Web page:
Elbow – The Seldom Seen Kid

Northern soul: more epic genius from Guy Garvey and co

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That they chose to record, produce and mix their fourth studio album unassisted says a lot about Elbow’s self-assurance. It also says something about the short shrift given them throughout their career – Fiction is their fourth major-label paymaster in seven years, so it’s hardly surprising that the Manchester five piece have learned to be creatively independent.

It’s difficult to understand why Elbow might have so spooked the industry’s horses. Their epic, orchestral rock is complex and ambitious but never smugly clever, personally expressive yet not morbidly self-obsessed, sweetly glum rather than oppressively gloomy. That fans of Radiohead and The Verve haven’t fallen for Elbow’s sophisticated northern soul is a mystery, but their latest effort deserves to trigger a large-scale love affair.
After exploring political themes with 2004’s Cast Of Thousands, here Elbow have reverted to the personal. The Seldom Seen Kid is, like previous LPs, a reflection of the band’s recent experiences– in this case, births, and the death of their friend, Manchester singer-songwriter Bryan Glancy, to whom the title affectionately refers.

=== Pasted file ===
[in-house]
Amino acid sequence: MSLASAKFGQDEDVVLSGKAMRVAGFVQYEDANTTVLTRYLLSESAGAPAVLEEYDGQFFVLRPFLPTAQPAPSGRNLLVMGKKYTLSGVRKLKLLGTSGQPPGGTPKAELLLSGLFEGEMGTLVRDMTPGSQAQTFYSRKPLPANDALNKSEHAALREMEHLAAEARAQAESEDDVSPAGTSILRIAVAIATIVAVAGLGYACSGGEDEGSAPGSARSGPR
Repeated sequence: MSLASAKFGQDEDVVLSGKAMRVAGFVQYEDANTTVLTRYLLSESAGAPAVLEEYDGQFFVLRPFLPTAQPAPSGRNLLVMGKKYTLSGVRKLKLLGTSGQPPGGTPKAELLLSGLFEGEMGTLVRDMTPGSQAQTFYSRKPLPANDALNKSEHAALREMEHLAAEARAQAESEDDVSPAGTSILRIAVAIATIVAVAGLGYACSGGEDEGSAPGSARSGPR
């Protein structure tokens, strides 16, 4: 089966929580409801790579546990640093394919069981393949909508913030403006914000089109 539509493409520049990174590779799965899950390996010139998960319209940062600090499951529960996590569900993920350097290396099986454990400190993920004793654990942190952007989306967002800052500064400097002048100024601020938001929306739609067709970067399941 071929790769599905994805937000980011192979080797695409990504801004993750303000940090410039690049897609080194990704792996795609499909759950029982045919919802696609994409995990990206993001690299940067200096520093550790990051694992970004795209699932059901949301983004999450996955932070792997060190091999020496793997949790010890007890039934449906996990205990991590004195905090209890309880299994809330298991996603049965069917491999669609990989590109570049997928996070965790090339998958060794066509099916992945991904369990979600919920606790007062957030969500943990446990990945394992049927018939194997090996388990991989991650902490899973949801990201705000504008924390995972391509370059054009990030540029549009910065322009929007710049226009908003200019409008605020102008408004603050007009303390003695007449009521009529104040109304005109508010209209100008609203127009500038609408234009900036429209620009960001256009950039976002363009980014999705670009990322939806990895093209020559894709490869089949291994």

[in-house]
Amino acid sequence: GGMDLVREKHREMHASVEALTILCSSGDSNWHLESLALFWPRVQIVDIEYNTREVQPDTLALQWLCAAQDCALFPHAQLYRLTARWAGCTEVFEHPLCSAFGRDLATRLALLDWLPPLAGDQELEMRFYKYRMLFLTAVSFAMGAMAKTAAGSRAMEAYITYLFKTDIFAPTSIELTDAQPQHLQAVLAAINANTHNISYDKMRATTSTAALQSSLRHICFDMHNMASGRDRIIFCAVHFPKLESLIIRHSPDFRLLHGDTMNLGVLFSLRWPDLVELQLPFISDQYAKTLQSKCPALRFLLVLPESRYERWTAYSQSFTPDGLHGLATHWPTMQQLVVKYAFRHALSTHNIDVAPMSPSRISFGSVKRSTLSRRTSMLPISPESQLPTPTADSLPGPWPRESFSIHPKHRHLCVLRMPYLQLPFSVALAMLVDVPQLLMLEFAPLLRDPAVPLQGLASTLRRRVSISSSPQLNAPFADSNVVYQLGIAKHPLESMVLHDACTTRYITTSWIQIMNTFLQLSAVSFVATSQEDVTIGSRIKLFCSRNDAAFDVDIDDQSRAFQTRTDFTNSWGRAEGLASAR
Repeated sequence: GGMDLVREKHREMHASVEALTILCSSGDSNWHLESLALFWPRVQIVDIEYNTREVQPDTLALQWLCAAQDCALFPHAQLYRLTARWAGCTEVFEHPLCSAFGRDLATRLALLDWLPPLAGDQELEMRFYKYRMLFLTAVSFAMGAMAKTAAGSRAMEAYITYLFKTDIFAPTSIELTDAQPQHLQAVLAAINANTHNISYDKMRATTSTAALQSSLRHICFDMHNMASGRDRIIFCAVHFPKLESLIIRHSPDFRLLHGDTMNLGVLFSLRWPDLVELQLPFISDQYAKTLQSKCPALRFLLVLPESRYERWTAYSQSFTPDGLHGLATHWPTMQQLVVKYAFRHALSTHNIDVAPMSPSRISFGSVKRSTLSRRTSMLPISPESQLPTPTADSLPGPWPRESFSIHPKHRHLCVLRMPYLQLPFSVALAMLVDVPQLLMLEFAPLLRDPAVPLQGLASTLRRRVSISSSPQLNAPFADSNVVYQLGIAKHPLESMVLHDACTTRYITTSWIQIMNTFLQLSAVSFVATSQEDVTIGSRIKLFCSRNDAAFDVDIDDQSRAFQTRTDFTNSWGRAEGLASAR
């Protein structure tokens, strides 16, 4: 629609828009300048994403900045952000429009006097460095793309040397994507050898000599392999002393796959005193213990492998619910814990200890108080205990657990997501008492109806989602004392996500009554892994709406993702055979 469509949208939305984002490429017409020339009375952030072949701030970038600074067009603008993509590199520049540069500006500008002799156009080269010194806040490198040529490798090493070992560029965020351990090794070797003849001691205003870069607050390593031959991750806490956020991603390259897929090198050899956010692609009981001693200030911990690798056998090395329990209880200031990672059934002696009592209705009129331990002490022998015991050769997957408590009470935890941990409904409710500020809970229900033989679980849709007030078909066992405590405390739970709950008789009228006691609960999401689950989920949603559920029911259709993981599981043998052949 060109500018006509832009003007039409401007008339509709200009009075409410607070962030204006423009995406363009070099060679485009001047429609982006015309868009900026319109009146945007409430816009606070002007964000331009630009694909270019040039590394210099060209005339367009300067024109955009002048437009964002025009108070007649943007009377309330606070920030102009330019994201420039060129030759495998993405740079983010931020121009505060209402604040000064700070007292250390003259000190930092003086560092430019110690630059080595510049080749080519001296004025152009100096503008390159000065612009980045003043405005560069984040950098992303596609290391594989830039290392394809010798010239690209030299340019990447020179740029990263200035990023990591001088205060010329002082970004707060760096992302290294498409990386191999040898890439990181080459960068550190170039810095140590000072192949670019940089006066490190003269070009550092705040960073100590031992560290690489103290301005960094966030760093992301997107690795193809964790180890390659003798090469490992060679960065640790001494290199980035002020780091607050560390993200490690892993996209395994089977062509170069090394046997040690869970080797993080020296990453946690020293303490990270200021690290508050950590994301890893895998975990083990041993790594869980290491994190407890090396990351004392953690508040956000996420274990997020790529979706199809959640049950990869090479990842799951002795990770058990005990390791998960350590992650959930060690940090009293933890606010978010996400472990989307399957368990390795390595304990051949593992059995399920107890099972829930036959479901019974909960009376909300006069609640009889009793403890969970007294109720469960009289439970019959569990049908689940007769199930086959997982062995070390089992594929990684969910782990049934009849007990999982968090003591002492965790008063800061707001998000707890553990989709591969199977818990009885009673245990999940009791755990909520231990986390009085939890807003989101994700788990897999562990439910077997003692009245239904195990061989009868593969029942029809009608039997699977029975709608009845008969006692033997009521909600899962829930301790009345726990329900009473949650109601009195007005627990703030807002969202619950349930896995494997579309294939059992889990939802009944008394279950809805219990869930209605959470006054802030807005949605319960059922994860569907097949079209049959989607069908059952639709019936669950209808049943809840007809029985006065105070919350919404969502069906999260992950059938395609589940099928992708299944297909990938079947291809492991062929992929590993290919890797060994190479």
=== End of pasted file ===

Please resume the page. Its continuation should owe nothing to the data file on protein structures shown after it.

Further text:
The album works as whole – beginning with an eruptive blast of noise and ending with the gentle farewell that is “Friend Of Ours”. In between, Elbow explore life’s big questions, and the emptiness that can lie at the heart of an outwardly successful life. All of this is accomplished with the band’s traditional soft-pawed grace. At times, the band recall Talk Talk, Robert Wyatt and The Blue Nile, but “The Fix” – a comic polka that sees Richard Hawley and Garvey as con men planning a racing scam – is an excellent wild card.

Garvey’s voice is what most distinguishes Elbow, its sweet and scruffy soulfulness projecting real empathy and lyrical wit. “I’ve been working on a cocktail called Grounds for Divorce,” he sings in the single “Grounds For Divorce”. It’s surely one of the best opening lines of any pop song in years – and typical of a record that shows Elbow at the top of their game.



UNCUT: Is this a concept album?

GUY GARVEY: Yes – if that wasn’t such a dirty word. It’s a concept in that it’s about the period of time in which we were writing it. It’s about the age we are, the country we live in, and where we are in our lives.”

Do you agree that it’s Elbow’s most feminised record to date?
“That’s totally feasible, because through my radio show I’ve found I’ve been listening to a lot more female singer-songwriters than male. If it is the case, it would be thanks to people like Jolie Holland, Karen Dalton and Joan Wasser.”

How did the duet with Richard Hawley evolve?
We one of the greatest duets was “Fairytale Of New York”, because it descends into insults, so the original plan was to slag each other off via email and put it to music! But then I thought, What if it was a little bit more Jack Lemmon and Walter Matthau?



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